Introduction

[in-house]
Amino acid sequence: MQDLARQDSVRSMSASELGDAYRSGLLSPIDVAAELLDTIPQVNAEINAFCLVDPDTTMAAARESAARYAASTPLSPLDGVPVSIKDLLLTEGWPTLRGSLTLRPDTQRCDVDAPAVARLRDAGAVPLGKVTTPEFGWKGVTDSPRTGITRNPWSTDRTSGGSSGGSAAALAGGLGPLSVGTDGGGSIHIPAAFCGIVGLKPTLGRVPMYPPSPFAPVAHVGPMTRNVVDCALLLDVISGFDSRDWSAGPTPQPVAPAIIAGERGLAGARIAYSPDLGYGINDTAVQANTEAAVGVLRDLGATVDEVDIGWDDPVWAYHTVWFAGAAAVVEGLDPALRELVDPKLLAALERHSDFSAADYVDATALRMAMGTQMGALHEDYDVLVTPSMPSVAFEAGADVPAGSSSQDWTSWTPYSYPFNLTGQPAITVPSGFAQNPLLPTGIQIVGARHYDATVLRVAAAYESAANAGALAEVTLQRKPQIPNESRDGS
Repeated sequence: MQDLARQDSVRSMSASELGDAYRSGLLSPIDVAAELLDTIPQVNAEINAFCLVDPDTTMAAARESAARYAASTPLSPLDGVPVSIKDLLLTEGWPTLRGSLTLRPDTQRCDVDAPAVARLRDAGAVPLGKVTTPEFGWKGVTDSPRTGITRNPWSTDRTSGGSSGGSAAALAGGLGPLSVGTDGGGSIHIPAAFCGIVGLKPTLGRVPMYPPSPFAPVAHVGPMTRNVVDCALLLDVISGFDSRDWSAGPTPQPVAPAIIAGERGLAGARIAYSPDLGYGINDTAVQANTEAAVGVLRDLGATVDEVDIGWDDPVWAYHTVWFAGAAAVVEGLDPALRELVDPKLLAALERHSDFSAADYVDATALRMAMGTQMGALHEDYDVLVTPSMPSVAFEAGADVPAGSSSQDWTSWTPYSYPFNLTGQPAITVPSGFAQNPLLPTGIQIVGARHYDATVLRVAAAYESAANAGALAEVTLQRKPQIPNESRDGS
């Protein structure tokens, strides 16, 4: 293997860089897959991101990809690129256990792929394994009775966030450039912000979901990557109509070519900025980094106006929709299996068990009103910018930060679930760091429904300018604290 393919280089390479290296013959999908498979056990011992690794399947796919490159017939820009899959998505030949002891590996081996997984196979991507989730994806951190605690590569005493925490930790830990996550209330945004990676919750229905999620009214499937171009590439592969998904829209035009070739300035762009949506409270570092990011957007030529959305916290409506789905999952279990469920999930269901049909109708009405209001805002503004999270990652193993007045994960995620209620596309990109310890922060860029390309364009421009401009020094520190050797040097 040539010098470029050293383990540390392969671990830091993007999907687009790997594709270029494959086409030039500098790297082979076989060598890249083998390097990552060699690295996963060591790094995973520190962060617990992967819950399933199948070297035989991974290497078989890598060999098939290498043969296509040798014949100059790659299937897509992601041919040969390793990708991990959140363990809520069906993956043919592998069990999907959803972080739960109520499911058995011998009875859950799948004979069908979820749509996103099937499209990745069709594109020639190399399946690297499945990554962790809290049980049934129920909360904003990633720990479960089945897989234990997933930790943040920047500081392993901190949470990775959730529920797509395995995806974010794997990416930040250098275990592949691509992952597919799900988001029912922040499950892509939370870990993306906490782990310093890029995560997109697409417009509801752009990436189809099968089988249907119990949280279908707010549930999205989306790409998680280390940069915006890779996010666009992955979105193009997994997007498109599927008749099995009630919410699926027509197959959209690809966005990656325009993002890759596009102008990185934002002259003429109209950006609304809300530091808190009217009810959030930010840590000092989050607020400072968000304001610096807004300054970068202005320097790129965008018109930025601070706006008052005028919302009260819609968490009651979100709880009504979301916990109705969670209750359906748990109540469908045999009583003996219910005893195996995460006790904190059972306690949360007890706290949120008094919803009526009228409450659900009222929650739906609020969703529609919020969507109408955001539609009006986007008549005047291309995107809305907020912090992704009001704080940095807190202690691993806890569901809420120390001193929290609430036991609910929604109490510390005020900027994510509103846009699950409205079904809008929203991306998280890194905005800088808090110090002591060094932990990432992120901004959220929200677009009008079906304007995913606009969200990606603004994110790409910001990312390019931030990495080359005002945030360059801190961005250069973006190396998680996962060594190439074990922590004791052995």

Grapevine downy mildew belongs to the most challenging problems in viticulture (Vitis spp.) and demands expensive and laborious efforts from winegrowers all over the globe (Gessler, 2011).The causal agent of this disease is the obligate biotrophic oomycete Plasmopara viticola (Berk. & Curt. ex. de Bary), which was accidentally introduced into Europe from North America in the late 19th century. Indigenous American grapevine species representing the natural host plant of this pathogen were under continuous infection pressure which led to a highly effective form of plant innate immunity (Boso and Kassemeyer, 2008). The prevalent common grape vine (Vitis vinifera) in Europe was never challenged to develop such a system for its protection. Today P. viticola is controlled by frequent fungicide application over the whole vegetation period. Increasing fungicide resistance as well as growing concerns about the environmental impact resulting in governmental regulations calls for the development of alternative and sustainable strategies for P. viticola control (Corio-Costet, 2012).